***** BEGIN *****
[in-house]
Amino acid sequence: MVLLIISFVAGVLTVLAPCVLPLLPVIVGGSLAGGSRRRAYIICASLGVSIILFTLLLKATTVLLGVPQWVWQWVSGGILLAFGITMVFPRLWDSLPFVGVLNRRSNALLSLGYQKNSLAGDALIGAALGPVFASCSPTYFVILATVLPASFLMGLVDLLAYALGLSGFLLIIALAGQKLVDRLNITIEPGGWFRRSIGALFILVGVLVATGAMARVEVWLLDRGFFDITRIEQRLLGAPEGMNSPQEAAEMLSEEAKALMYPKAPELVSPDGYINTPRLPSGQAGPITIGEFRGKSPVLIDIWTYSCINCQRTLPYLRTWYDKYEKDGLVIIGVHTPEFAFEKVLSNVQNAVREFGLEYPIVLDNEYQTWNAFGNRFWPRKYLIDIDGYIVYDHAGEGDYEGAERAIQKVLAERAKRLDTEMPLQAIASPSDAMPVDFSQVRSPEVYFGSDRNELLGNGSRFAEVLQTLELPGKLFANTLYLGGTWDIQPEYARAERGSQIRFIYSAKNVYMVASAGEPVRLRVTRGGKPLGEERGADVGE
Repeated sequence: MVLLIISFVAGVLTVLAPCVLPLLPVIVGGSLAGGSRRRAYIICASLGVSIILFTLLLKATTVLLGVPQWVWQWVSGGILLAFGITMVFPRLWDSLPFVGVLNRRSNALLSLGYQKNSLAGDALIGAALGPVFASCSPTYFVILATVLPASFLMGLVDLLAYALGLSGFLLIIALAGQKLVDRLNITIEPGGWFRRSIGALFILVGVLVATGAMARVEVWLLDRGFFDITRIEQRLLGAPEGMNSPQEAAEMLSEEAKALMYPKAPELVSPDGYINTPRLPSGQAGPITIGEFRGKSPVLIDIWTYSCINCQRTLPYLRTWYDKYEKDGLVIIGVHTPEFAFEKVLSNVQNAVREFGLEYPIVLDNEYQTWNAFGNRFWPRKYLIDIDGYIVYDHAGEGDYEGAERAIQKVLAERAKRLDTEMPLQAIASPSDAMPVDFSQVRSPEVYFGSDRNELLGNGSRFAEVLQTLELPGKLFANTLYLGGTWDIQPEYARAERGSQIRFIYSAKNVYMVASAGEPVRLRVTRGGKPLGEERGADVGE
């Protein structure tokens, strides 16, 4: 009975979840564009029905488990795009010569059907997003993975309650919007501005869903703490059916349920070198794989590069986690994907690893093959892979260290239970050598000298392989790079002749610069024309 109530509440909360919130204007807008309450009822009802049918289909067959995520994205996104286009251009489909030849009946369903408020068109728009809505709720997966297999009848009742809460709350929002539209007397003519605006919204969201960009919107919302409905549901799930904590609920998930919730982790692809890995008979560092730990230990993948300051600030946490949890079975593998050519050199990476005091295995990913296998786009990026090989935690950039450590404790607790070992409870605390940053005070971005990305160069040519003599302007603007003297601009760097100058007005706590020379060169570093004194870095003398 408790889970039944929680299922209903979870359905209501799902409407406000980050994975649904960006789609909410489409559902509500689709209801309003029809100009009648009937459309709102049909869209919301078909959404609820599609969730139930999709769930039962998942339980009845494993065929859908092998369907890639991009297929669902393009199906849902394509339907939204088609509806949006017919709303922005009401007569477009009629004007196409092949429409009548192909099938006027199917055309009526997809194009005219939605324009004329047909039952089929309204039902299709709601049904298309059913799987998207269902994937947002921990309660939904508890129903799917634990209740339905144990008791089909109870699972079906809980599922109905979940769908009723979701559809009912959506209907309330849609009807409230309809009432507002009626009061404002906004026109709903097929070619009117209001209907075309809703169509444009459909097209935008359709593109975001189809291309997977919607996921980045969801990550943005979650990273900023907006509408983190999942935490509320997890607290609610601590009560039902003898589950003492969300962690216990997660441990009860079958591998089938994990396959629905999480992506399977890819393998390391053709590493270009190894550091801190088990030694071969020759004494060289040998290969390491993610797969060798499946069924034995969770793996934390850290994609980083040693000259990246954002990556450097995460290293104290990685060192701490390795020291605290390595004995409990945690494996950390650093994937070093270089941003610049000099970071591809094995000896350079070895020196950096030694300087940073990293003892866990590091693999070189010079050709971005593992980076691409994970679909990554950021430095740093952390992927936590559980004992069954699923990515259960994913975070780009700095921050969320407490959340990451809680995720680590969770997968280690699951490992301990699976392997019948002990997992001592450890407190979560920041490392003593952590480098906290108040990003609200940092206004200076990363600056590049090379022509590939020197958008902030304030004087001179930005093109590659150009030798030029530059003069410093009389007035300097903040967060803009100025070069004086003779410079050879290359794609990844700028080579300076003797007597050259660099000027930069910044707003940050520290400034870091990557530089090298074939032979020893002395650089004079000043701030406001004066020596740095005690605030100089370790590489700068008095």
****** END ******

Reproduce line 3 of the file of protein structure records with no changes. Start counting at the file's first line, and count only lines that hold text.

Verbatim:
Repeated sequence: MVLLIISFVAGVLTVLAPCVLPLLPVIVGGSLAGGSRRRAYIICASLGVSIILFTLLLKATTVLLGVPQWVWQWVSGGILLAFGITMVFPRLWDSLPFVGVLNRRSNALLSLGYQKNSLAGDALIGAALGPVFASCSPTYFVILATVLPASFLMGLVDLLAYALGLSGFLLIIALAGQKLVDRLNITIEPGGWFRRSIGALFILVGVLVATGAMARVEVWLLDRGFFDITRIEQRLLGAPEGMNSPQEAAEMLSEEAKALMYPKAPELVSPDGYINTPRLPSGQAGPITIGEFRGKSPVLIDIWTYSCINCQRTLPYLRTWYDKYEKDGLVIIGVHTPEFAFEKVLSNVQNAVREFGLEYPIVLDNEYQTWNAFGNRFWPRKYLIDIDGYIVYDHAGEGDYEGAERAIQKVLAERAKRLDTEMPLQAIASPSDAMPVDFSQVRSPEVYFGSDRNELLGNGSRFAEVLQTLELPGKLFANTLYLGGTWDIQPEYARAERGSQIRFIYSAKNVYMVASAGEPVRLRVTRGGKPLGEERGADVGE